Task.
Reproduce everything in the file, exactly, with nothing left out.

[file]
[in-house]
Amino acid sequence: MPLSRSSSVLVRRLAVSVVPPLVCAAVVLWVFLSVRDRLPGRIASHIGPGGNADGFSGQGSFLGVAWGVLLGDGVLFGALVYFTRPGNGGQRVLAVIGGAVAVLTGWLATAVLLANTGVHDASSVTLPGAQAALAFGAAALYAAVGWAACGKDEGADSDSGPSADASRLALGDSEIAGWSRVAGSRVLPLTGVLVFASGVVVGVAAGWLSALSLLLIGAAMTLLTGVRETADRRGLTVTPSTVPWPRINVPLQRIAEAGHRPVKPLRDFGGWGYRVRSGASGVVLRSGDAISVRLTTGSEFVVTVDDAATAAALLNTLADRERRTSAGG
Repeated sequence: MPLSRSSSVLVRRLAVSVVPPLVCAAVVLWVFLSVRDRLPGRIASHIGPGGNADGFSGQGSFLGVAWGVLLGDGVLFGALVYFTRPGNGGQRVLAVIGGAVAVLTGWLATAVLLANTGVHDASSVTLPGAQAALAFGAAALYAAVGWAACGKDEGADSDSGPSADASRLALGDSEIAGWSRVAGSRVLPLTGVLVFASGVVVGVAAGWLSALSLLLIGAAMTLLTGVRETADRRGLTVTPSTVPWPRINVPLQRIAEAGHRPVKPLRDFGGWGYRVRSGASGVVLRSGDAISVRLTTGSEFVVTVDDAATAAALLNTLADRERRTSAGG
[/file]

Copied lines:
[in-house]
Amino acid sequence: MPLSRSSSVLVRRLAVSVVPPLVCAAVVLWVFLSVRDRLPGRIASHIGPGGNADGFSGQGSFLGVAWGVLLGDGVLFGALVYFTRPGNGGQRVLAVIGGAVAVLTGWLATAVLLANTGVHDASSVTLPGAQAALAFGAAALYAAVGWAACGKDEGADSDSGPSADASRLALGDSEIAGWSRVAGSRVLPLTGVLVFASGVVVGVAAGWLSALSLLLIGAAMTLLTGVRETADRRGLTVTPSTVPWPRINVPLQRIAEAGHRPVKPLRDFGGWGYRVRSGASGVVLRSGDAISVRLTTGSEFVVTVDDAATAAALLNTLADRERRTSAGG
Repeated sequence: MPLSRSSSVLVRRLAVSVVPPLVCAAVVLWVFLSVRDRLPGRIASHIGPGGNADGFSGQGSFLGVAWGVLLGDGVLFGALVYFTRPGNGGQRVLAVIGGAVAVLTGWLATAVLLANTGVHDASSVTLPGAQAALAFGAAALYAAVGWAACGKDEGADSDSGPSADASRLALGDSEIAGWSRVAGSRVLPLTGVLVFASGVVVGVAAGWLSALSLLLIGAAMTLLTGVRETADRRGLTVTPSTVPWPRINVPLQRIAEAGHRPVKPLRDFGGWGYRVRSGASGVVLRSGDAISVRLTTGSEFVVTVDDAATAAALLNTLADRERRTSAGG